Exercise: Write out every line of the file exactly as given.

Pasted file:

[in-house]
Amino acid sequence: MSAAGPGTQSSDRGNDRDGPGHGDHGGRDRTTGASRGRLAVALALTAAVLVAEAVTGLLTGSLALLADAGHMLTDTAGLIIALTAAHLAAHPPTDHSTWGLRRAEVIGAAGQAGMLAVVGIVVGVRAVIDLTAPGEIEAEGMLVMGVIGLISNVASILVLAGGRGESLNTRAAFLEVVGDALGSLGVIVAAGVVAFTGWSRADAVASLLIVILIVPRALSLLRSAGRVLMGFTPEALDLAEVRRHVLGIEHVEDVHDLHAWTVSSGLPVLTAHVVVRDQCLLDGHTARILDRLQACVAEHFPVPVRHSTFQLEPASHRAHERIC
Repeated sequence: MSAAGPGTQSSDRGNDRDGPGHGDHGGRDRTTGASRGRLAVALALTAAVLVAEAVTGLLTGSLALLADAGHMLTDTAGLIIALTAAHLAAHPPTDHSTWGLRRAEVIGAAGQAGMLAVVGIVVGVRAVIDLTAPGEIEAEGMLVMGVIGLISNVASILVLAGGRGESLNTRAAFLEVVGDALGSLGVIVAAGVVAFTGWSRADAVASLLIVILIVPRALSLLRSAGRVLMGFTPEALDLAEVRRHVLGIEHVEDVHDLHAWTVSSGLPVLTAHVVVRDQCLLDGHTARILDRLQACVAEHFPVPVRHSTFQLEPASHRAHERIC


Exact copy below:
[in-house]
Amino acid sequence: MSAAGPGTQSSDRGNDRDGPGHGDHGGRDRTTGASRGRLAVALALTAAVLVAEAVTGLLTGSLALLADAGHMLTDTAGLIIALTAAHLAAHPPTDHSTWGLRRAEVIGAAGQAGMLAVVGIVVGVRAVIDLTAPGEIEAEGMLVMGVIGLISNVASILVLAGGRGESLNTRAAFLEVVGDALGSLGVIVAAGVVAFTGWSRADAVASLLIVILIVPRALSLLRSAGRVLMGFTPEALDLAEVRRHVLGIEHVEDVHDLHAWTVSSGLPVLTAHVVVRDQCLLDGHTARILDRLQACVAEHFPVPVRHSTFQLEPASHRAHERIC
Repeated sequence: MSAAGPGTQSSDRGNDRDGPGHGDHGGRDRTTGASRGRLAVALALTAAVLVAEAVTGLLTGSLALLADAGHMLTDTAGLIIALTAAHLAAHPPTDHSTWGLRRAEVIGAAGQAGMLAVVGIVVGVRAVIDLTAPGEIEAEGMLVMGVIGLISNVASILVLAGGRGESLNTRAAFLEVVGDALGSLGVIVAAGVVAFTGWSRADAVASLLIVILIVPRALSLLRSAGRVLMGFTPEALDLAEVRRHVLGIEHVEDVHDLHAWTVSSGLPVLTAHVVVRDQCLLDGHTARILDRLQACVAEHFPVPVRHSTFQLEPASHRAHERIC